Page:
RFB Protocol

Andrew van der Stock ajv "at" greebo.net
Sun, 13 Jan 2002 23:54:17 +0000

I've been working for some time on VNC 4.0 (or something). The documentation
for this is at:


Major features of 4.0:

* Backwards compatible for authentication, so no new tcp ports required
* "Channels" - sound, file transfers, local printers, clipboard, etc out of
the box
* client and server informational event channel - allows dynamic
re-configuration notifications (ie new input device, or display resolution /
depth changes without restarting the protocol)
* Orthagonal - you can create multiple channels of the same type (ie two
display channels to allow dual head support, etc)
* Security - my original focus - uses the The Secure Remote Password
Protocol, the most provably secure shared secret authentication mechanism
(RFC 2945), but is also pluggable using a blob authenticator, so allows NTLM
/ Kerberos / RADIUS / PAM / PKI authenticators without limitation
* footprint: modular & scalable - All channels and verbs can be excluded so
clients do not have to implement all features, allowing a very small (even
smaller than today) clients, ie view only clients with minimal capabilities.
Obviously, some combinations are less than useful, but for othagonality, I
am leaving it as is
* improved wire security - allows for 3DES and AES encryption out of the box
(without known keys), other encryption algorithms as desired (per channel
only; crypto becomes tractably breakable if lots of small packets with known
start bytes flow past an attacker, see Enigma, AirSnort et al for
demonstrable proof of this)
* improved wire speed - can indicate per verb or per channel that
compression is required (bzip and gzip out of the box)
* Will allow multiple binds to the same port for different screens, ie joe:1
and bill:2 can still work over port 5900
* Self-describing; all verbs are able to be tested for validity, allowing
the client and server to implement grammar checkers before executing the
incoming streams (mutual distrust model)
* String display (why send a 2000 - 18000 byte image when a 30 byte string
will do if both share a similar font?)
* tile cache (indicates to the client that the next verb will contain a tile
with a known hash number, and in future the server will simply state for
that tile hash to be displayed at location x,y) - this is memory / storage
dependant - *really* thin clients don't have to implement this, or can
choose to implement very small caches.

Things I'm still to work on:

* support for rootless windows (ie applications are hosted by the local
window manager) but I know where I can find the VNC client/server patches
for this support, and it's just a matter of documenting it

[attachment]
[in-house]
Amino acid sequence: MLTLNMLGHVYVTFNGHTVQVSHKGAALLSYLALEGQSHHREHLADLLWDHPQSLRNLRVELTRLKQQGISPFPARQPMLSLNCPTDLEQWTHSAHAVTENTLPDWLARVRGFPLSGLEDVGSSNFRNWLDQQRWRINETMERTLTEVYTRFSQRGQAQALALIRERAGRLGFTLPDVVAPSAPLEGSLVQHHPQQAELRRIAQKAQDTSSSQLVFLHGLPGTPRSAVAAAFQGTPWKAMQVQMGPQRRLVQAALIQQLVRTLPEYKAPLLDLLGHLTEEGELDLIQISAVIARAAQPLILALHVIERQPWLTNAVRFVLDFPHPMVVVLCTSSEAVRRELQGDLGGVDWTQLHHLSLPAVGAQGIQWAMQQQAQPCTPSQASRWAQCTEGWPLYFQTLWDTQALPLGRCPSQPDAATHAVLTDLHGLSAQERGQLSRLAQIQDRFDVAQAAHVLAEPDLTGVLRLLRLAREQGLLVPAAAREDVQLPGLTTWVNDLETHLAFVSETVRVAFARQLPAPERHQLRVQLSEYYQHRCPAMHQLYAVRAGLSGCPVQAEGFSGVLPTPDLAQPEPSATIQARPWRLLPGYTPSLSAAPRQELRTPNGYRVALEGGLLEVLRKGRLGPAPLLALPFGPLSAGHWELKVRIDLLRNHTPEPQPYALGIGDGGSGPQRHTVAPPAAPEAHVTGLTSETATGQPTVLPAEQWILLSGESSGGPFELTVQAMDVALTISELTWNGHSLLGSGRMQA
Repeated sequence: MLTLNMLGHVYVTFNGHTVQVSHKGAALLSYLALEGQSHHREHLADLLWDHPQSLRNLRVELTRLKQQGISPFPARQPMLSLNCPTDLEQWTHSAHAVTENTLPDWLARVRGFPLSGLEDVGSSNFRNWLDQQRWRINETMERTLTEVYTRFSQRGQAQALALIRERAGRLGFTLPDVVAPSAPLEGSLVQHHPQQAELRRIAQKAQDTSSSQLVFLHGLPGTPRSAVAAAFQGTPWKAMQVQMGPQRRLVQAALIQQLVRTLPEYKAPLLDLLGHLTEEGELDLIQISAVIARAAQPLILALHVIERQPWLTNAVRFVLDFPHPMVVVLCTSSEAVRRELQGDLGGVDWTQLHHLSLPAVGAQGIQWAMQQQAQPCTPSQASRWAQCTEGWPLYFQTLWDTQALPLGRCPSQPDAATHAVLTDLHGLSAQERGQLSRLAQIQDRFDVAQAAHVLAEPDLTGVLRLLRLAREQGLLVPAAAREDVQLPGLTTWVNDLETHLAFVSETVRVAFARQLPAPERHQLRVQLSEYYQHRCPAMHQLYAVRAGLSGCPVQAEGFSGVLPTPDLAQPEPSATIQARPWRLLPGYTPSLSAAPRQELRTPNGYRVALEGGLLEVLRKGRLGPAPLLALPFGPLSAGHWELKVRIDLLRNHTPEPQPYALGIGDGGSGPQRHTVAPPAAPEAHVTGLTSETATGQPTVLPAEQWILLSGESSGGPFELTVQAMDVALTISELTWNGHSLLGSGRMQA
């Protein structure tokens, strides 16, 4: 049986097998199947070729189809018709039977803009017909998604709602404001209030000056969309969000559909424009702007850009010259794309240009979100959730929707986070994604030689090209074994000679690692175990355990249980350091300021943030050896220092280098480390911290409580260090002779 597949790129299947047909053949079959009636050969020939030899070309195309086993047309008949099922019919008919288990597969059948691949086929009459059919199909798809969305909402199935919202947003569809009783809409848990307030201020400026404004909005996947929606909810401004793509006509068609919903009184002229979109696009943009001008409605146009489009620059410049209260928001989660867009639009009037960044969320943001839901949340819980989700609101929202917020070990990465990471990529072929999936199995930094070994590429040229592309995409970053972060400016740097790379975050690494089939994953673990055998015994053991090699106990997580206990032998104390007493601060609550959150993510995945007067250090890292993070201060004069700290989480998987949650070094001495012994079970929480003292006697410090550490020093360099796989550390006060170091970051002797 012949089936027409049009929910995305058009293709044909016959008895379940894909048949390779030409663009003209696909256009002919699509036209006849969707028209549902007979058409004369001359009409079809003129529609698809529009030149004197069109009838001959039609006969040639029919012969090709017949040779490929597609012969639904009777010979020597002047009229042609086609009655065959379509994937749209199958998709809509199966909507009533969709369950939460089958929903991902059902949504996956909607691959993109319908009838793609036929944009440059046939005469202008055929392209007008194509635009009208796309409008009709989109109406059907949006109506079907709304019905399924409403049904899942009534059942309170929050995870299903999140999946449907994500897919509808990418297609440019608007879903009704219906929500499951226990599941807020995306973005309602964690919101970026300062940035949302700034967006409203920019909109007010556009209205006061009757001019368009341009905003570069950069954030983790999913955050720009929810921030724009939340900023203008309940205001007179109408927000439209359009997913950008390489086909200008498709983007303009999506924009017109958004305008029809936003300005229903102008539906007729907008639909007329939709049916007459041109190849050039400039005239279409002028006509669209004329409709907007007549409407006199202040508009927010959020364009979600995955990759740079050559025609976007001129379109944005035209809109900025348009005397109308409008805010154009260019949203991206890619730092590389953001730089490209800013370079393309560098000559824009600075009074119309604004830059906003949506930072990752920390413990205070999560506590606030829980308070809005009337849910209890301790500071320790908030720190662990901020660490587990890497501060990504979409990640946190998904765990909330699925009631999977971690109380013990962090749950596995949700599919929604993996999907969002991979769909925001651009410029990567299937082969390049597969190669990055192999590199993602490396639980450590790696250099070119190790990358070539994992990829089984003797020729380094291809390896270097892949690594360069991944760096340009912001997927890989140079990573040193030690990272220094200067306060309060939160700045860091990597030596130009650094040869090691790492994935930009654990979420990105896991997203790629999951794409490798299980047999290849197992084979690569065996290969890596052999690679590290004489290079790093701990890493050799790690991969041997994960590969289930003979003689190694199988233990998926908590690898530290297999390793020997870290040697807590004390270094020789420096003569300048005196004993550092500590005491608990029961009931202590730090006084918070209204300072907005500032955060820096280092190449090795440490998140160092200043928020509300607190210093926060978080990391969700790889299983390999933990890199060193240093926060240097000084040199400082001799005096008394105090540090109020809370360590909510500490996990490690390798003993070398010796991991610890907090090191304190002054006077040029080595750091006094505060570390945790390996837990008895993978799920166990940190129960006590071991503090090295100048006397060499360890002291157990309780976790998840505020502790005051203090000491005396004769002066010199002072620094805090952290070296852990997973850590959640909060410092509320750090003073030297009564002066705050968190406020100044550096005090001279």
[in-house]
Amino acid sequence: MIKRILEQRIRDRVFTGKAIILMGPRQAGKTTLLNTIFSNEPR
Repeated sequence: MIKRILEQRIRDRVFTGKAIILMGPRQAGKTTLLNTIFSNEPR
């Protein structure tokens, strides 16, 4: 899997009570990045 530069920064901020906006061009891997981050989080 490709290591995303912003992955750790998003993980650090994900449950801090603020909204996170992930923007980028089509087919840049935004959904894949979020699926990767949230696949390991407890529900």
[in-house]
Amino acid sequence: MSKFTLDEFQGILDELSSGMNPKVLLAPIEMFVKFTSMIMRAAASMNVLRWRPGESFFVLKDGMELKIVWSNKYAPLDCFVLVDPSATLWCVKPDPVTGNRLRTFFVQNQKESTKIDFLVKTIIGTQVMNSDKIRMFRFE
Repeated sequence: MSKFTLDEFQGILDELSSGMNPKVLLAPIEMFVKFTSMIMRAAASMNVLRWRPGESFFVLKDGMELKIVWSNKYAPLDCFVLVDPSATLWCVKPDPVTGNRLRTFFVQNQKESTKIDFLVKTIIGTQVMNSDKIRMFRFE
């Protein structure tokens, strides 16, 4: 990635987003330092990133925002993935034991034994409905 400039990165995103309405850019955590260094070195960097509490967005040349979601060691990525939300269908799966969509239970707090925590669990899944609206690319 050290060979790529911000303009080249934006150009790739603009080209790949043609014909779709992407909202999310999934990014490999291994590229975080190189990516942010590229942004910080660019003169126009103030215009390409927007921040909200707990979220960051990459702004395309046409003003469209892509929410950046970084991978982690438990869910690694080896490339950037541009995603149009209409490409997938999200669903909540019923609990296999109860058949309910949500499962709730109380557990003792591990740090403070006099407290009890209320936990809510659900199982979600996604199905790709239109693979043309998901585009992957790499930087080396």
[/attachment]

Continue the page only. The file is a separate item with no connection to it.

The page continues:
* Unicode string support (it's time to enter the real world, the world does
not speak ASCII)
* finishing the dang thing :)

Cons of 4.0

Protocol is not backwards compatible with 3.x (unavoidable), but due to the
way I've forced 4.x clients to contain at least a stub of 3.x authentication
along with 3.x compatible initial authentication, this is not a problem. The
incompatibility is ameriolated by using whereever possible features that
already exist from various clients (tight, tridia, Palm), with the same
protocol stream after the verb. The major change for an existing product
wishing to support the new protocol is a new authenticator and a new
protocol interpreter / grammar checker (which should be simpler than today's
and tractable using Yacc etc for the language purists). If they are clever,
they can support 3.x and 4.x verbs simultaneously with the same input /
drawing code, and then slowly add code to support more of the new 4.x
features (remember - it's all optional, so as you get around to it, it'll
continue working with previous versions of 4.x clients or servers).

I must get around to finishing it. Willing to accept help :-)


----- Original Message -----
From: "Jonathan Morton" <chromi "at" cyberspace.org>
To: <vnc-list "at" uk.research.att.com>
Sent: Monday, January 14, 2002 2:20 AM
Subject: RE: RFB Protocol

> >Ahm, can we change it?, I mean it's not SUCH a big change and I'm sure
> >all of us will support it. And we can always maintain backward
> >compatibility.
> How?  Think about all the massive set of software already using the old
> Don't answer that.  I've already thought of a way that does this
> along with a whole bundle of other stuff.  Documenting and
> implementing it would be a royal pain, however, which I don't have
> timme for.  :(
> --
> --------------------------------------------------------------
> from:     Jonathan "Chromatix" Morton
> mail:     chromi "at" cyberspace.org  (not for attachments)
> website:  http://www.chromatix.uklinux.net/vnc/
> geekcode: GCS$/E dpu(!) s:- a20 C+++ UL++ P L+++ E W+ N- o? K? w--- O--
>            V? PS PE- Y+ PGP++ t- 5- X- R !tv b++ DI+++ D G e+ h+ r++ y+(*)
> tagline:  The key to knowledge is not to rely on people to teach you it.
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